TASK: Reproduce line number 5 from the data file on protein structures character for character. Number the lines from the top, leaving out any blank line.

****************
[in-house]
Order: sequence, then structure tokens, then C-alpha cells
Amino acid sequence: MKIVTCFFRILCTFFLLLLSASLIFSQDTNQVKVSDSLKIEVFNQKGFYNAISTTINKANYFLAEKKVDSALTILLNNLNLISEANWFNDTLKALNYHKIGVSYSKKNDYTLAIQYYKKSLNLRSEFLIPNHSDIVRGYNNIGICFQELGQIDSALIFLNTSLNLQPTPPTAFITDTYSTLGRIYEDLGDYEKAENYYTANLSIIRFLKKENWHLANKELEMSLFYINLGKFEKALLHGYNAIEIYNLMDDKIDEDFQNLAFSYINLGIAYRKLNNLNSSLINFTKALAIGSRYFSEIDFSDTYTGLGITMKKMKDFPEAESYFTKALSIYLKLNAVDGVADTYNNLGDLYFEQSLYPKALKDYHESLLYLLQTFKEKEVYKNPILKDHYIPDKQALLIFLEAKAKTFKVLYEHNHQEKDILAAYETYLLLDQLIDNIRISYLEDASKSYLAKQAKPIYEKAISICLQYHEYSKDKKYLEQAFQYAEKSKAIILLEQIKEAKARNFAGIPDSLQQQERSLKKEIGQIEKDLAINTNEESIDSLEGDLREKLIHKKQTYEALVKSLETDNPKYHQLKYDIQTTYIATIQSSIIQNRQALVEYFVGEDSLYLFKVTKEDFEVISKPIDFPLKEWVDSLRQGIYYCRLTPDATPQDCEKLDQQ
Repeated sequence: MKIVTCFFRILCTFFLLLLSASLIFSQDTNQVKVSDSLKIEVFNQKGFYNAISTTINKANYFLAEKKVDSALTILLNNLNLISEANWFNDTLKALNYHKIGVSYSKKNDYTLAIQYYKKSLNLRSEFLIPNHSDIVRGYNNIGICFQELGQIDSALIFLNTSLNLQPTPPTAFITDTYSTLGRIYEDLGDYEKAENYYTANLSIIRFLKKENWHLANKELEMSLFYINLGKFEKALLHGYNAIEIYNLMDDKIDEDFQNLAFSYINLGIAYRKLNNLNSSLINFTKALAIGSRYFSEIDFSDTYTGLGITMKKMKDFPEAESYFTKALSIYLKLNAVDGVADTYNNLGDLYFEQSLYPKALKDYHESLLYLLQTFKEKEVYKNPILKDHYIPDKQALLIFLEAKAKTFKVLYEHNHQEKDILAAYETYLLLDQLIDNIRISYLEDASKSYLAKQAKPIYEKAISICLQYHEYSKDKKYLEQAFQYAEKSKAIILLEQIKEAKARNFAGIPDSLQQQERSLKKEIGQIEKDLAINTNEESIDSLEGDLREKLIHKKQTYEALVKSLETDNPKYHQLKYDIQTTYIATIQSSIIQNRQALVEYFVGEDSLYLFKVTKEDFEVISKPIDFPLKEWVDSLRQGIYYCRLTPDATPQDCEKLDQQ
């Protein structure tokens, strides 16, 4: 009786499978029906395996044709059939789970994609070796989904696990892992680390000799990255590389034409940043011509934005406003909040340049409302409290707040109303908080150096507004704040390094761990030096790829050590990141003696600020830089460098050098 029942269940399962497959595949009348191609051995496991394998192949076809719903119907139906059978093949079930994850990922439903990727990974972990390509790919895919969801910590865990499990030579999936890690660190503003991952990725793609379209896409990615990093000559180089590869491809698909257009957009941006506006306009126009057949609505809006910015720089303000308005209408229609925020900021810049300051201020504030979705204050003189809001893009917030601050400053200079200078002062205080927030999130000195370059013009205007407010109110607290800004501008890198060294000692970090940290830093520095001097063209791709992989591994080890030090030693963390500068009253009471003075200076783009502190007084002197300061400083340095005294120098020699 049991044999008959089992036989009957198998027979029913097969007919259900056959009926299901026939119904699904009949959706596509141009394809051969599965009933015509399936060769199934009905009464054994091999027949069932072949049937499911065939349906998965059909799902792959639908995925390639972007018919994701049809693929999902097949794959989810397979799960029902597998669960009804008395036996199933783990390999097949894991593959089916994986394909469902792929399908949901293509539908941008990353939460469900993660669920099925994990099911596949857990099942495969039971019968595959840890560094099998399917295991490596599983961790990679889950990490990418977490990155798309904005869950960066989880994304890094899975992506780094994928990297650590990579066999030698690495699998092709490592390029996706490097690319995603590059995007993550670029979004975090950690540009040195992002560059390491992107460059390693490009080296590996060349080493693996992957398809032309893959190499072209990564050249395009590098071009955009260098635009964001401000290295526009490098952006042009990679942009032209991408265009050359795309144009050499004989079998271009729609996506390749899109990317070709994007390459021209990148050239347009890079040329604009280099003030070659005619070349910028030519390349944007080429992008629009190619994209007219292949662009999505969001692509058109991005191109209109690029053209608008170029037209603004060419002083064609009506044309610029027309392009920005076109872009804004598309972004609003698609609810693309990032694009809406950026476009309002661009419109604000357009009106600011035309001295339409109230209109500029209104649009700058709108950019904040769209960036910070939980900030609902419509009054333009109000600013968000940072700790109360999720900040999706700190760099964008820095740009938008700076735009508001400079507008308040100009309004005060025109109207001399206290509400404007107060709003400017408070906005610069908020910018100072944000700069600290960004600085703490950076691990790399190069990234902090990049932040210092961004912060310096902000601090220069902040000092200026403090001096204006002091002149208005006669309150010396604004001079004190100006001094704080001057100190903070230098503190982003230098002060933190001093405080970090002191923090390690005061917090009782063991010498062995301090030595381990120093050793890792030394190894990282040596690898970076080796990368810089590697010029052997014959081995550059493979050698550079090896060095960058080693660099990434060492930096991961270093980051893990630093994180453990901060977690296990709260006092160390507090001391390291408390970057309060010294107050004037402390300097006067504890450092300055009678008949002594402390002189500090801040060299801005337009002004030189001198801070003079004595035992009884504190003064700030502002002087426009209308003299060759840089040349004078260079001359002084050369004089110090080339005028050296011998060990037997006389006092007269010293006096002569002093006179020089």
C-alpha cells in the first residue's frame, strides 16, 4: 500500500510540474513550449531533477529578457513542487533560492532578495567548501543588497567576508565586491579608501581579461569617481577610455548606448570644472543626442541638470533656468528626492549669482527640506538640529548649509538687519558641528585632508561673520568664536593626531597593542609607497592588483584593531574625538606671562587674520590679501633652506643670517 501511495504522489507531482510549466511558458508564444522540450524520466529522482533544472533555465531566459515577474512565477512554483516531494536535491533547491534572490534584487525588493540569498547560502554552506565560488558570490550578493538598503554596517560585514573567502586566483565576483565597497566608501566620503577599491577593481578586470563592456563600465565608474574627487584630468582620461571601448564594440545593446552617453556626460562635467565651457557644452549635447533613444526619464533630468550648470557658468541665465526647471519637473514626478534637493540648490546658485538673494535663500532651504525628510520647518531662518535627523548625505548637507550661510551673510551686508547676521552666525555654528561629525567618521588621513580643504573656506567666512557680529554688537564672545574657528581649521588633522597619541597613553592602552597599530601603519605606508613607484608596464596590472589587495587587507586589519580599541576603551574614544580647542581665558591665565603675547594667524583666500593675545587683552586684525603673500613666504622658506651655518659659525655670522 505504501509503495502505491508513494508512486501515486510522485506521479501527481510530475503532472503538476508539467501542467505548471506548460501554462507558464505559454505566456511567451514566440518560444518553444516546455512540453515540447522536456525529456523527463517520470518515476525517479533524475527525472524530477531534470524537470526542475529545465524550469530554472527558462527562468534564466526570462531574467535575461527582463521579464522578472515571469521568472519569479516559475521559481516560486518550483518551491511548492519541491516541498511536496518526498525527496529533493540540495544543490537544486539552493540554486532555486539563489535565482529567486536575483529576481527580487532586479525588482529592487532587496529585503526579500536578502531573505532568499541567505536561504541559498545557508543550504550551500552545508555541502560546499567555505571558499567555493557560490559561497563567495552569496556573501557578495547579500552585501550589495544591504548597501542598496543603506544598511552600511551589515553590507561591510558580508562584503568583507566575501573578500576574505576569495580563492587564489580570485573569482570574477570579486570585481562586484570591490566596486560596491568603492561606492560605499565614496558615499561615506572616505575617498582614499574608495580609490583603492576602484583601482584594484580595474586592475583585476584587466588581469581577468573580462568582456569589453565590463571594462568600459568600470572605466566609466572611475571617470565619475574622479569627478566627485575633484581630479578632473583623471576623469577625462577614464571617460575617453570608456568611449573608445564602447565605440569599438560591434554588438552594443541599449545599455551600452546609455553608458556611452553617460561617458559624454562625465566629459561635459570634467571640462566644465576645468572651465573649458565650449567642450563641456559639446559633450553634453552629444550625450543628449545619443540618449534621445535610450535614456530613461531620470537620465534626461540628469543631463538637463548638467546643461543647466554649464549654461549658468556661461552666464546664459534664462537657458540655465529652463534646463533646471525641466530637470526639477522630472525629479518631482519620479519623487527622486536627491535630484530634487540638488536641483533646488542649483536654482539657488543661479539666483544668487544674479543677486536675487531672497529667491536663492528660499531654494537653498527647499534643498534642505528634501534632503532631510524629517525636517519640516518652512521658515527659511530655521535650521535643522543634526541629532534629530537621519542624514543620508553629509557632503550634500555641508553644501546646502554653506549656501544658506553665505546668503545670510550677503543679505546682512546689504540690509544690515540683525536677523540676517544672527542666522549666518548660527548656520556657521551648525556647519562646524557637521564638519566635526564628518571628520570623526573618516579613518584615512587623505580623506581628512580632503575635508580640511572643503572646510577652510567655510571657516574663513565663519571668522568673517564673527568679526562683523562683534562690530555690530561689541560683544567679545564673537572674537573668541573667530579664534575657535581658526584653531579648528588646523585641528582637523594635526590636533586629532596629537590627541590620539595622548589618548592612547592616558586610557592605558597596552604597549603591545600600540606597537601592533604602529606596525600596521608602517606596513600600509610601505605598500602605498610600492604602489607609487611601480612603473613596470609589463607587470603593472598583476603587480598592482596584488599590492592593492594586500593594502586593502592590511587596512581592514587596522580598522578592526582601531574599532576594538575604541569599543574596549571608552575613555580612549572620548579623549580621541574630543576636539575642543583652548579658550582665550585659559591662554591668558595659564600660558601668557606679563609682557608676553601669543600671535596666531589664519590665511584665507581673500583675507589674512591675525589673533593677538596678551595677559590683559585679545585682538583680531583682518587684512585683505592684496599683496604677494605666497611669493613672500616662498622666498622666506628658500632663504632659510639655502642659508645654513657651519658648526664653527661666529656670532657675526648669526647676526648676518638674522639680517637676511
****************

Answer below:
């Protein structure tokens, strides 16, 4: 009786499978029906395996044709059939789970994609070796989904696990892992680390000799990255590389034409940043011509934005406003909040340049409302409290707040109303908080150096507004704040390094761990030096790829050590990141003696600020830089460098050098 029942269940399962497959595949009348191609051995496991394998192949076809719903119907139906059978093949079930994850990922439903990727990974972990390509790919895919969801910590865990499990030579999936890690660190503003991952990725793609379209896409990615990093000559180089590869491809698909257009957009941006506006306009126009057949609505809006910015720089303000308005209408229609925020900021810049300051201020504030979705204050003189809001893009917030601050400053200079200078002062205080927030999130000195370059013009205007407010109110607290800004501008890198060294000692970090940290830093520095001097063209791709992989591994080890030090030693963390500068009253009471003075200076783009502190007084002197300061400083340095005294120098020699 049991044999008959089992036989009957198998027979029913097969007919259900056959009926299901026939119904699904009949959706596509141009394809051969599965009933015509399936060769199934009905009464054994091999027949069932072949049937499911065939349906998965059909799902792959639908995925390639972007018919994701049809693929999902097949794959989810397979799960029902597998669960009804008395036996199933783990390999097949894991593959089916994986394909469902792929399908949901293509539908941008990353939460469900993660669920099925994990099911596949857990099942495969039971019968595959840890560094099998399917295991490596599983961790990679889950990490990418977490990155798309904005869950960066989880994304890094899975992506780094994928990297650590990579066999030698690495699998092709490592390029996706490097690319995603590059995007993550670029979004975090950690540009040195992002560059390491992107460059390693490009080296590996060349080493693996992957398809032309893959190499072209990564050249395009590098071009955009260098635009964001401000290295526009490098952006042009990679942009032209991408265009050359795309144009050499004989079998271009729609996506390749899109990317070709994007390459021209990148050239347009890079040329604009280099003030070659005619070349910028030519390349944007080429992008629009190619994209007219292949662009999505969001692509058109991005191109209109690029053209608008170029037209603004060419002083064609009506044309610029027309392009920005076109872009804004598309972004609003698609609810693309990032694009809406950026476009309002661009419109604000357009009106600011035309001295339409109230209109500029209104649009700058709108950019904040769209960036910070939980900030609902419509009054333009109000600013968000940072700790109360999720900040999706700190760099964008820095740009938008700076735009508001400079507008308040100009309004005060025109109207001399206290509400404007107060709003400017408070906005610069908020910018100072944000700069600290960004600085703490950076691990790399190069990234902090990049932040210092961004912060310096902000601090220069902040000092200026403090001096204006002091002149208005006669309150010396604004001079004190100006001094704080001057100190903070230098503190982003230098002060933190001093405080970090002191923090390690005061917090009782063991010498062995301090030595381990120093050793890792030394190894990282040596690898970076080796990368810089590697010029052997014959081995550059493979050698550079090896060095960058080693660099990434060492930096991961270093980051893990630093994180453990901060977690296990709260006092160390507090001391390291408390970057309060010294107050004037402390300097006067504890450092300055009678008949002594402390002189500090801040060299801005337009002004030189001198801070003079004595035992009884504190003064700030502002002087426009209308003299060759840089040349004078260079001359002084050369004089110090080339005028050296011998060990037997006389006092007269010293006096002569002093006179020089």